2,500

(1,40,000)

(1,37,500)

55

 

 

 

 

 

 

Working Notes:

1. Calculation of Net Sales

Net Sales = Cost of Goods Sold + Gross Profit - Sales Return

or, Net Sales = Purchases + Manufacturing Expenses + Change in Inventory + Gross Profit - Sales Return

Net Sales (2016) = 80,000 + 20,000 +30,000 + 90,000 - 4,000 = Rs 2,16,000

Net Sales (2017) = 1,40,000 + 50,000 - 60,000 - 30,000 - 80,000 = Rs 92,000

2. Calculation of Finance Cost

Finance Cost = Interest on short-term loans + Interest on 10% Debentures

Finance Cost (2016) = 20,000 + 1,000 = Rs 21,000

Finance Cost (2017) = 20,000 + 2,000 = Rs 22,000

3. Calculation of Other Expenses

Other Expenses = Freight Outward + Carriage Outward + Loss on sale of office car

Other Expenses (2016) = 10,000 + 10,000 + 60,000 = Rs 80,000

Other Expenses (2017) = 20,000 + 20,000 + 90,000 = Rs 1,30,000



Page No 196:

Question 4:

Prepare Comparative Income Statement from the following information:
 

Particulars 2015-16
Rs.
2016-17
Rs.
Manufacturing expenses 35,000 80,000
Opening stock 30,000 60% of closing stock
Sales 9,60,000 4,50,000
Returns outward 4,000 (out of credit purchase) 6,000 (out of cash purchase)
Closing stock 150% of opening stock 1,00,000
Credit purchases 1,50,000 150% of cash purchase
Cash purchases 80% of credit purchases 40,000
Carriage outward 10,000 30,000
Building 1,00,000 2,00,000
Depreciation on building 20% 10%
Interest on bank overdraft 5,000 -
10% debentures 2,00,000 20,00,000*
Profit on sale of copyright 10,000 20,000
Loss on sale of personal car 10,000 20,000
Other operating expenses 20,000 10,000
Tax rate 50% 40%

*There is a misprint in the book, this should be 2,00,000

Answer:

Comparative Income Statement

for the years ended March 31, 2016 and 2017

Particulars

Note

 No.

2015-16

(Rs)

2016-17

(Rs)

Absolute 

Change
(Rs)

Percentage

Change 

1. Revenue from Operations

 

9,60,000

4,50,000

(5,10,000)

(53.13)

2. Other Income

 

10,000

20,000

10,000

100

3. Total Revenue (1 + 2)

 

9,70,000

4,70,000

(5,00,000)

(51.55)

4. Expenses

 

 

 

 

 

a. Purchases of Stock-in-Trade

 

2,66,000

94,000

(1,72,000)

(64.7)

b. Change in Inventories

 

(15,000)

(40,000)

(55,000)

(366.7)

c. Finance Costs

 

25,000

20,000

(5,000)

(20)

d. Depreciation and Amortisation Expenses

 

20,000

20,000

- -

e. Other Expenses

 

30,000

40,000

10,000

33.33

 Total Expenses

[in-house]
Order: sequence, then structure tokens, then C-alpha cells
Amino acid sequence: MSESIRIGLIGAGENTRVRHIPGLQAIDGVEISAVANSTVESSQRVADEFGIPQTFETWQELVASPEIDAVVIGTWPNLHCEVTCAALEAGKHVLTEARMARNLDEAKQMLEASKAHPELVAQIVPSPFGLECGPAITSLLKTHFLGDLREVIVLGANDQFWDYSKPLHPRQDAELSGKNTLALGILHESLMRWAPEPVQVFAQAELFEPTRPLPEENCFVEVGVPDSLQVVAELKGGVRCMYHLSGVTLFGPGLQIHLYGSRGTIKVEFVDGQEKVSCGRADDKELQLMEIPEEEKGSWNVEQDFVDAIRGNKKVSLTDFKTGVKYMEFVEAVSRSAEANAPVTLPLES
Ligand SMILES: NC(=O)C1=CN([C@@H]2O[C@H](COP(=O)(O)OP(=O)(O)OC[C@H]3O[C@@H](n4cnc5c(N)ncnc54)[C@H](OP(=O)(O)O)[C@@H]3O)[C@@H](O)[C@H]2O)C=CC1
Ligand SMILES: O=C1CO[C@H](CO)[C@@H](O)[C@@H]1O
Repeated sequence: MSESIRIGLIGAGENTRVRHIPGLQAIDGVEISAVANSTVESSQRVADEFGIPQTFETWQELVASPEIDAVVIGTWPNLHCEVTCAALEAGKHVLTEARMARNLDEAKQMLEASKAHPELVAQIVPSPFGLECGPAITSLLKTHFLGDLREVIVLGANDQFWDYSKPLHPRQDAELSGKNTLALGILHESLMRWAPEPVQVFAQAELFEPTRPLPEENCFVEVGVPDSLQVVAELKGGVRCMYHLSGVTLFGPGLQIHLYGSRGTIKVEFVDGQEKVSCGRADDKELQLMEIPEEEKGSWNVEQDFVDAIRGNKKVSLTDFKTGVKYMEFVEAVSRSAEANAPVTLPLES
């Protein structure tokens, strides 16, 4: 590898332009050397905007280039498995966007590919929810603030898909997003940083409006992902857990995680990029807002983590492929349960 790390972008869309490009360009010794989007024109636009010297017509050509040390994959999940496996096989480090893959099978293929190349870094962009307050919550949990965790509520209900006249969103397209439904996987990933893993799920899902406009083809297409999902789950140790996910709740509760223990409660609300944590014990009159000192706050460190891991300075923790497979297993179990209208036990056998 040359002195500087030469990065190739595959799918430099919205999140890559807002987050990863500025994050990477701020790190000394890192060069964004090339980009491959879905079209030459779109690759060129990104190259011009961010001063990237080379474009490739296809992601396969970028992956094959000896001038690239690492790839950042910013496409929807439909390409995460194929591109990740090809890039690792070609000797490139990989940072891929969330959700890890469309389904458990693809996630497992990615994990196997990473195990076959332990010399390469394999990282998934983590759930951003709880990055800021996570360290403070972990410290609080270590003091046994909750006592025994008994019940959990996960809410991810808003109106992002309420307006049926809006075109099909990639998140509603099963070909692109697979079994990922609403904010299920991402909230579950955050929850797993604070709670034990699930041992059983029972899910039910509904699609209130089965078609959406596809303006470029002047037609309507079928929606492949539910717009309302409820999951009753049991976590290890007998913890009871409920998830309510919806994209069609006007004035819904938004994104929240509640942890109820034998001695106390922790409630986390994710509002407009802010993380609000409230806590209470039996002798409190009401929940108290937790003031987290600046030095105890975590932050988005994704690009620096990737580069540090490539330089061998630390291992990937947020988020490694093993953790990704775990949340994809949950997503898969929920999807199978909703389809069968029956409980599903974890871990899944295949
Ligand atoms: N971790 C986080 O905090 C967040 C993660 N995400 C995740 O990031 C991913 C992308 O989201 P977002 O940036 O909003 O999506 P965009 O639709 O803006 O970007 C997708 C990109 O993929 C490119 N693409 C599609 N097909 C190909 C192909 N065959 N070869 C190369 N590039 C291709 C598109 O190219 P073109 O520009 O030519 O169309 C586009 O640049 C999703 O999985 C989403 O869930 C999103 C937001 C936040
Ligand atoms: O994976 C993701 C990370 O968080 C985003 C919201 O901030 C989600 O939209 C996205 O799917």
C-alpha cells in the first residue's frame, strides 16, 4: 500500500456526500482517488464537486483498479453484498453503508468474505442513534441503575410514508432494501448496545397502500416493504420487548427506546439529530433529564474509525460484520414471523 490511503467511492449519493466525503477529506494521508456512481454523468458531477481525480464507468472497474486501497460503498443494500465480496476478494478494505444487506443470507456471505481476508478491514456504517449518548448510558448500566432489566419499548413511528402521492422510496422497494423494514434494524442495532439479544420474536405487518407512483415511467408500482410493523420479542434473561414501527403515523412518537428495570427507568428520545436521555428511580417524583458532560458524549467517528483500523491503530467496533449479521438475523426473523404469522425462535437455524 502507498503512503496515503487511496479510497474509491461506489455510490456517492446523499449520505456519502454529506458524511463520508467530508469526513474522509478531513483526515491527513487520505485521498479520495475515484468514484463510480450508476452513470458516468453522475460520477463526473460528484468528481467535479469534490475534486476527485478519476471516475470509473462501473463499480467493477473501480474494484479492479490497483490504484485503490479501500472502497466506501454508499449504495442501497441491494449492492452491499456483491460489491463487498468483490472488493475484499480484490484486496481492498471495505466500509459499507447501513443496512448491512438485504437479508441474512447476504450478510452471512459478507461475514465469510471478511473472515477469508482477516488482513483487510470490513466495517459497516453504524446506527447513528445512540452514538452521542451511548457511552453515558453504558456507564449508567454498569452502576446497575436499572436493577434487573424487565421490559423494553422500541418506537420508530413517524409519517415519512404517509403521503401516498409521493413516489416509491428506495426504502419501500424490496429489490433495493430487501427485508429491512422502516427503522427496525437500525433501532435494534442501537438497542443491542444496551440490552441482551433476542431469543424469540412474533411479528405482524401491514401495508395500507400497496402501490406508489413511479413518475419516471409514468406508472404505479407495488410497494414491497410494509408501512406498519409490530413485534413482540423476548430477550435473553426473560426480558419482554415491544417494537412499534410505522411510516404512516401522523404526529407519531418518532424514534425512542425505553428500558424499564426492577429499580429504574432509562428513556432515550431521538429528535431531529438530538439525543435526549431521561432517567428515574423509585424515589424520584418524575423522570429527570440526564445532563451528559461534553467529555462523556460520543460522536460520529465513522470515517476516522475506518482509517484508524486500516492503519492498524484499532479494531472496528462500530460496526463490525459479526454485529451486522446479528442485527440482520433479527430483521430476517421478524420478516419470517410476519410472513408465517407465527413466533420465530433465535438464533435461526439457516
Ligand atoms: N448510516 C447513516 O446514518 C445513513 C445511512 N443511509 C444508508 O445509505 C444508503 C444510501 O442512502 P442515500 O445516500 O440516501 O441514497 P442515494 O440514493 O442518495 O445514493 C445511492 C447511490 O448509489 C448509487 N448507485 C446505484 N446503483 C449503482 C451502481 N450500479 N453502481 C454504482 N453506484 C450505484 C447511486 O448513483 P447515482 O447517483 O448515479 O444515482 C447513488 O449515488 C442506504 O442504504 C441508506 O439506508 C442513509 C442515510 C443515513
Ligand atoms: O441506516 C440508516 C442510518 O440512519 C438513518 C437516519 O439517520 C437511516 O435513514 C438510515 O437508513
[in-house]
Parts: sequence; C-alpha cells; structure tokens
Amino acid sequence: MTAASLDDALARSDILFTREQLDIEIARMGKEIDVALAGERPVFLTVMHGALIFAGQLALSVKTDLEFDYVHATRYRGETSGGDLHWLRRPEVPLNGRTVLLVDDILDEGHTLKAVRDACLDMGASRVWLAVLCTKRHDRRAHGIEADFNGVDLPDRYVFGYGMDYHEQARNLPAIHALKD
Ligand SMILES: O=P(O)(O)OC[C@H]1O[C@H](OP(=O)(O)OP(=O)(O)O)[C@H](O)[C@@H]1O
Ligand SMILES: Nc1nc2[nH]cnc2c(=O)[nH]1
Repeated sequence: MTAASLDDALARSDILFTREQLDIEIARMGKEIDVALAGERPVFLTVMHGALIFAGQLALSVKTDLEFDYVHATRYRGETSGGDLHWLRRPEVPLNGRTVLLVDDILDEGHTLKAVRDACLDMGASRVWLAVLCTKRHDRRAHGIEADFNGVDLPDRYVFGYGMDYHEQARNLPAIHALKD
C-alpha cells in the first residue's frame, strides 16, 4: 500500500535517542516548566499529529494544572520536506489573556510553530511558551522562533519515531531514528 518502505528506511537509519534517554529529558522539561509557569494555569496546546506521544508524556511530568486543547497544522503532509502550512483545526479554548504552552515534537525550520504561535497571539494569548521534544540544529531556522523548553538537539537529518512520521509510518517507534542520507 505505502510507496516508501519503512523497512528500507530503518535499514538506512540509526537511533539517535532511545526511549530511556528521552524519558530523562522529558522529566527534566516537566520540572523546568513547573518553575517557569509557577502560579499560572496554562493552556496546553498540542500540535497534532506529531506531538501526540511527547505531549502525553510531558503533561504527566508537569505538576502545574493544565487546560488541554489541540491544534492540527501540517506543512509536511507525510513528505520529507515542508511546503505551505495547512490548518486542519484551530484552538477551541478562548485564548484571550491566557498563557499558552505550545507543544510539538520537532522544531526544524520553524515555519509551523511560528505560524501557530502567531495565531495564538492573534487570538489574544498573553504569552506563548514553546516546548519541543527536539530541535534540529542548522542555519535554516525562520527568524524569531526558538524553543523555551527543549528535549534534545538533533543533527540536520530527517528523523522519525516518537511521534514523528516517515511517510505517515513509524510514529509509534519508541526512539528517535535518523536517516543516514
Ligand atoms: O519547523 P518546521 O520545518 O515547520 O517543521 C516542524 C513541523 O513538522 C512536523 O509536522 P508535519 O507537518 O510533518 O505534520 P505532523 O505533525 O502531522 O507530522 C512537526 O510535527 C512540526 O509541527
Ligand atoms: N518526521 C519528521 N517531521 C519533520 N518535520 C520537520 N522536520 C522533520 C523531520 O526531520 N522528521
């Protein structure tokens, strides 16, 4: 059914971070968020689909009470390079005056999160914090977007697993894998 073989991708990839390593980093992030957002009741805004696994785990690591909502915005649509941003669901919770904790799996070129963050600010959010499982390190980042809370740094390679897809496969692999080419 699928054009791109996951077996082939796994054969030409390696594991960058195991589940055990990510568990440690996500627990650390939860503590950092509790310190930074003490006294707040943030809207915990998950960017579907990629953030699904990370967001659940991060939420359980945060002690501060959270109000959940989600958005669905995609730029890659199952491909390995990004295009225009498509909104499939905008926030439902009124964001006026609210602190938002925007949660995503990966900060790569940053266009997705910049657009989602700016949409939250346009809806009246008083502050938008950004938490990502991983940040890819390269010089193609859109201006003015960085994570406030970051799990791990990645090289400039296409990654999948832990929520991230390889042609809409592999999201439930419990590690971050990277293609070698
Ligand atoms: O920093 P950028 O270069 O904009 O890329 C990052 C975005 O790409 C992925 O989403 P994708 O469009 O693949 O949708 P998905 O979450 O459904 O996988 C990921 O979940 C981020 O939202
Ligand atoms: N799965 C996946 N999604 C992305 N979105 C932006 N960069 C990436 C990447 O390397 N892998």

3,26,000

1,34,000

(1,92,000)

58.90

5. Profit before Tax (3 – 4)

 

6,44,000

3,36,000

(3,08,000)

47.83

     Less: Income Tax

 

3,22,000

1,34,400

(1,87,600)

58.26

6. Profit After Tax

 

3,22,000

2,01,600

1,20,400

37.39

 

 

 

 

 

 

Working Notes:

1. Calculation of Net Purchases and Change in Inventory

2. Calculation of Finance Cost

Finance Cost = Interest on Bank Overdraft + Interest on Debentures

Finance Cost (2016) = 5,000 + 20,000 = Rs 25,000

Finance Cost (2017) = 0 + 20,000 = Rs 20,000

3. Calculation of Other Expenses

Other Expenses = Carriage outward + Other operating expenses

Other Expenses (2016) = 10,000 + 20,000 = Rs 30,000

Other Expenses (2017) = 30,000 + 10,000 = Rs 40,000



Page No 197:

Question 5:

Prepare a Common-size income statement of Shefali Ltd. with the help of following information:
 

Particulars 2015-16
Rs.
2016-17
Rs.
Sales  6,00,000 8,00,000
Gross profit  50% of sales 45% of sales
Indirect expense  25% of gross profit 25% of gross profit
Less: Cost of goods sold  4,28,000 7,28,000
Other incomes 10,000 12,000
Income tax 30%  30%

Answer:

Common Size Income Statement

for the years ended March 31, 2016 and 20174

Particulars

Note

No.

2015-16

(Rs)

2016-17

(Rs)

Percentage of

Sales

2015-16

2016-17

1. Revenue from Operations

 

6,00,000

8,00,000

100

100

2. Other Income

 

10,000

12,000

1.67

1.5

3. Total Revenue (1 + 2)

 

6,10,000

8,12,000

101.67

101.5

4. Expenses

 

 

 

 

 

a. Cost of Goods Sold

 

4,28,000

7,28,000

71.33

91

b. Other Expenses

 

75,000

90,000

12.50

11.25

 Total Expenses

 

5,03,000

8,18,000

83.83

102.25

5. Profit before Tax (3 – 4)

 

1,07,000

(6,000)

17.83

(0.75)

     Less: Income Tax

 

32,100

-

5.35

-

6. Profit After Tax

 

74,900

(6,000)

12.48

(0.75)

 

 

 

 

 

 

Working Notes:

1. Calculation of Other Expenses

Other Expenses = Indirect Expenses = % of Gross Profit
 2016=6,00,000×50%×25%=Rs 75,0002017=8,00,000×45%×25%=Rs 90,000

Page No 197:

Question 6:

Prepare a Common Size balance sheet from the following balance sheet of Aditya Ltd. and Anjali Ltd.:
 

Particulars Aditya Ltd.
Rs.
Anjali Ltd.
Rs.
I. Equity and Liabilities    
a) Equity share capital
6,00,000 8,00,000
b) Reserves and surplus
3,00,000 2,50,000
c) Current liabilities
1,00,000 1,50,000
Total 10,00,000 12,00,000
II. Assets    
a) Fixed assets
 4,00,000 7,00,000
b) Current assets
 6,00,000 5,00,000
Total 1,00,0000* 12,00,000
     

*The total of Liabilities side must be equal to the total of Assets side, therefore, it should be 10,00,000.

Answer:

Common Size Balance Sheet 

Particulars

Aditya Ltd.

(Rs)

Anjali Ltd. 

(Rs)

% of Total 

Aditya Ltd.

Anjali Ltd.

I. Equity and Liabilities

 

 

 

 

1. Shareholder’s Fund

 

 

 

 

a. Equity Share Capital

6,00,000

8,00,000

60

66.67

b. Reserves and Surplus

3,00,000

2,50,000

30

20.83

2. Current Liabilities

1,00,000

1,50,000

10

12.5

Total

10,00,000

12,00,000

100

100

II. Assets

 

 

 

 

1. Non-Current Assets

 

 

 

 

a. Fixed Assets

4,00,000

7,00,000

40

58.33

 2. Current Assets

6,00,000

5,00,000

60

41.67

Total

10,00,000

12,00,000

100

100

 

 

 

 

 

 



View NCERT Solutions for all chapters of Class 15